“They’re a pesticide company that’s bought up seed firms,” says Bill Freese, a scientist at the Center for Food Safety. “Businesswise, it’s a beautiful, really smart strategy. It’s just awful for agriculture and the environment.”
Today, Monsanto seeds cover 40 percent of America’s crop acres — and 27 percent worldwide. The company makes nearly $8 billion per year.
“If you put control over plant and genetic resources into the hands of the private sector… and anybody thinks that plant breeding is still going to be used to solve society’s real problems and to advance food security, I have a bridge to sell them,” says Benbrook.
Seeds of Destruction
It didn’t used to be like this. At one time, seed companies were just large-scale farmers who grew various strains for next year’s crop. Most of the innovative hybrids and cross-breeding was done the old-fashioned way at public universities. The results were shared publicly.
“It was done in a completely open-sourced way,” says Benbrook. “Scientists at the U.S. Department of Agriculture exchanged all sort of seeds with other scientists and researchers all over the world. This free trade and exchange of plant genetic resources was the foundation of progress in plant breeding. And in less than a decade, it was over.”
The first crack appeared in 1970, when Congress empowered the USDA to grant exclusive marketing rights to novel strains — with the exception that farmers could replant the seeds if they chose and patented varieties must be provided to researchers.
But that wasn’t enough. Corporations wanted more control, and they got it with a dramatic, landmark U.S. Supreme Court decision in 1980 that allowed the patenting of living organisms. The decision was intended to increase research and innovation. But it did the opposite, encouraging market concentration.
Monsanto, which declined an interview request for this article, would soon gobble up every rival seed company in sight. It patented the best seeds for genetic engineering, leaving only the inferior for sale as non-GM brands.
Syngenta and DuPont both sued, accusing Monsanto of monopolistic practices and a “scorched earth campaign.” But instead of bringing reform, the chemical giants reached settlements that granted them licenses to use, sell, and cross-develop Monsanto products. (Some DuPont suits still drag on today.)
It wasn’t until 2009 that the Justice Department, working in concert with several state attorneys general, began investigating the company for antitrust violations. But three years later, the feds quietly dropped the case. (They also ignored interview requests for this article.)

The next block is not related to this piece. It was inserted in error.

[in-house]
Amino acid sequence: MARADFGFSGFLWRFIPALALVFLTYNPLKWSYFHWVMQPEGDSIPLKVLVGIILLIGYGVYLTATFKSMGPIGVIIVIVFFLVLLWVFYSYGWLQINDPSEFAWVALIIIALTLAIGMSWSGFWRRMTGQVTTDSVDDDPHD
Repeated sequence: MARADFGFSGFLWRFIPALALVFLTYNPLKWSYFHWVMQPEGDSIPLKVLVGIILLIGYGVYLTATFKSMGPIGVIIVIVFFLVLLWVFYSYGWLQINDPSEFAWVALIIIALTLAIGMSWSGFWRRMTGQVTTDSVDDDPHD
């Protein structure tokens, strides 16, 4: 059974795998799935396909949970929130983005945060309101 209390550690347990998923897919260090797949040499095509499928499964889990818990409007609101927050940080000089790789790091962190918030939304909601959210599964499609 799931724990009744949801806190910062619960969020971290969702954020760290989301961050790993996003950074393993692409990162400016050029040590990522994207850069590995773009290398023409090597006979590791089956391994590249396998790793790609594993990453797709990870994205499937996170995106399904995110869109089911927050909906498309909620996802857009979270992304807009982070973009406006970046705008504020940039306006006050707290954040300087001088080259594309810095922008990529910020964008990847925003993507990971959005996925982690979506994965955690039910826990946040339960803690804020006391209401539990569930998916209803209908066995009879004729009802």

Dr. Peter Carstensen, a professor at the University of Wisconsin Law School, said some states were interested in pursuing the case and “some of the staff in the antitrust division wanted to do something, but top management — you say the word ‘patent’ and they panic.”
Set the Lawyers to Stun
Historically, farmers were able to save money on seeds by using those produced by last year’s crops for the coming year’s planting. But because Monsanto owns patents on its genetically modified strains, it forces farmers to buy new seeds every year.
Armed with lawyers and private investigators, the company has embarked on a campaign of spying and intimidation to stop any farmer from replanting his seeds.
Farmers call them the “seed police,” using words such as “Gestapo” and “Mafia” to describe Monsanto’s tactics. The company’s agents fan out into small towns, where they secretly videotape and photograph farmers, store owners, and co-ops; infiltrate community meetings; and gather information from informants. Some Monsanto agents pretend to be surveyors. Others confront farmers on their land and try to pressure them to sign papers giving Monsanto access to their private records.
In one case, Monsanto accused Indiana farmer David Runyon of using its soybean seeds, despite documented fact that he’d bought nonpatented seed from local universities for years. While attempting to pressure Runyon, Monsanto’s lawyer claimed the company had an agreement with the Indiana Department of Agriculture to search his land.
One problem: Indiana didn’t have a Department of Agriculture at the time. Like most Monsanto investigations, the case never went to trial and would appear to be more about intimidation than anything. Runyon incurred substantial costs defending himself without having done anything wrong. In 2006, the Center for Food Safety estimated that Monsanto had pressured as many as 4,500 farmers into paying settlements worth as much as $160 million.